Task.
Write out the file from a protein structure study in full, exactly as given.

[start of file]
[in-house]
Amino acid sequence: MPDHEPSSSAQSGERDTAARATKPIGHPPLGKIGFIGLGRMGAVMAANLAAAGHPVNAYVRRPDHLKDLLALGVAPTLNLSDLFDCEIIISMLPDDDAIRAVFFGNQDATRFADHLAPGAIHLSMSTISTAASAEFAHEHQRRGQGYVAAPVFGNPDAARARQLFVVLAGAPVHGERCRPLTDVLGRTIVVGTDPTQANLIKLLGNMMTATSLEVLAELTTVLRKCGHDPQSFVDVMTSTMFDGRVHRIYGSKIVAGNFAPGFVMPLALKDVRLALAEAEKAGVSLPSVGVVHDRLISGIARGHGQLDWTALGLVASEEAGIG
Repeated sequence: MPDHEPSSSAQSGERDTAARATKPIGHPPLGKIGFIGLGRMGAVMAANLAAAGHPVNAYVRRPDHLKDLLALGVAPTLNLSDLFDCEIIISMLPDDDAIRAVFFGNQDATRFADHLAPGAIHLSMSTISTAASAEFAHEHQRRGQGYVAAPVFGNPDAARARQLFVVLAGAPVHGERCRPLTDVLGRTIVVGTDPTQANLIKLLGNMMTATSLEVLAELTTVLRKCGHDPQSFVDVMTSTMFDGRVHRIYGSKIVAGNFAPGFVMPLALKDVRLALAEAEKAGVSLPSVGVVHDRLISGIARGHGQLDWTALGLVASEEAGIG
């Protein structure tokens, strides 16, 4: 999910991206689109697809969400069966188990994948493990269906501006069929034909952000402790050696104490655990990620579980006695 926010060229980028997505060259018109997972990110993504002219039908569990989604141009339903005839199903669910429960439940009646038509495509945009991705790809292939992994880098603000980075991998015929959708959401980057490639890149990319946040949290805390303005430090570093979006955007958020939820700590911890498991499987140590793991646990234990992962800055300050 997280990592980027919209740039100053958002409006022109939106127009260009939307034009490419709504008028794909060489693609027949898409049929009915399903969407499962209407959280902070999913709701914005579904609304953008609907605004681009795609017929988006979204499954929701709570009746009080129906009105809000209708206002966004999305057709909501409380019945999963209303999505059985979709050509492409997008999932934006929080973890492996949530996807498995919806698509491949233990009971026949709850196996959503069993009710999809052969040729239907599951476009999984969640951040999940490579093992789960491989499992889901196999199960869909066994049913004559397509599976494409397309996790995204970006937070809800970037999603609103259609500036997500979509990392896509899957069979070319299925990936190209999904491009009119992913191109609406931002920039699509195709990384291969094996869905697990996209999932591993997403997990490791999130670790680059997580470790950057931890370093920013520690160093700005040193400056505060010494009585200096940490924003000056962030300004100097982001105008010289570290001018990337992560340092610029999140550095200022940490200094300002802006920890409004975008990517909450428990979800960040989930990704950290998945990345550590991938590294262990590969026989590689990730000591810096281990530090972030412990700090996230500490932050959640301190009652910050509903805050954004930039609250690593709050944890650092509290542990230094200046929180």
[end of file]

[in-house]
Amino acid sequence: MPDHEPSSSAQSGERDTAARATKPIGHPPLGKIGFIGLGRMGAVMAANLAAAGHPVNAYVRRPDHLKDLLALGVAPTLNLSDLFDCEIIISMLPDDDAIRAVFFGNQDATRFADHLAPGAIHLSMSTISTAASAEFAHEHQRRGQGYVAAPVFGNPDAARARQLFVVLAGAPVHGERCRPLTDVLGRTIVVGTDPTQANLIKLLGNMMTATSLEVLAELTTVLRKCGHDPQSFVDVMTSTMFDGRVHRIYGSKIVAGNFAPGFVMPLALKDVRLALAEAEKAGVSLPSVGVVHDRLISGIARGHGQLDWTALGLVASEEAGIG
Repeated sequence: MPDHEPSSSAQSGERDTAARATKPIGHPPLGKIGFIGLGRMGAVMAANLAAAGHPVNAYVRRPDHLKDLLALGVAPTLNLSDLFDCEIIISMLPDDDAIRAVFFGNQDATRFADHLAPGAIHLSMSTISTAASAEFAHEHQRRGQGYVAAPVFGNPDAARARQLFVVLAGAPVHGERCRPLTDVLGRTIVVGTDPTQANLIKLLGNMMTATSLEVLAELTTVLRKCGHDPQSFVDVMTSTMFDGRVHRIYGSKIVAGNFAPGFVMPLALKDVRLALAEAEKAGVSLPSVGVVHDRLISGIARGHGQLDWTALGLVASEEAGIG
């Protein structure tokens, strides 16, 4: 999910991206689109697809969400069966188990994948493990269906501006069929034909952000402790050696104490655990990620579980006695 926010060229980028997505060259018109997972990110993504002219039908569990989604141009339903005839199903669910429960439940009646038509495509945009991705790809292939992994880098603000980075991998015929959708959401980057490639890149990319946040949290805390303005430090570093979006955007958020939820700590911890498991499987140590793991646990234990992962800055300050 997280990592980027919209740039100053958002409006022109939106127009260009939307034009490419709504008028794909060489693609027949898409049929009915399903969407499962209407959280902070999913709701914005579904609304953008609907605004681009795609017929988006979204499954929701709570009746009080129906009105809000209708206002966004999305057709909501409380019945999963209303999505059985979709050509492409997008999932934006929080973890492996949530996807498995919806698509491949233990009971026949709850196996959503069993009710999809052969040729239907599951476009999984969640951040999940490579093992789960491989499992889901196999199960869909066994049913004559397509599976494409397309996790995204970006937070809800970037999603609103259609500036997500979509990392896509899957069979070319299925990936190209999904491009009119992913191109609406931002920039699509195709990384291969094996869905697990996209999932591993997403997990490791999130670790680059997580470790950057931890370093920013520690160093700005040193400056505060010494009585200096940490924003000056962030300004100097982001105008010289570290001018990337992560340092610029999140550095200022940490200094300002802006920890409004975008990517909450428990979800960040989930990704950290998945990345550590991938590294262990590969026989590689990730000591810096281990530090972030412990700090996230500490932050959640301190009652910050509903805050954004930039609250690593709050944890650092509290542990230094200046929180």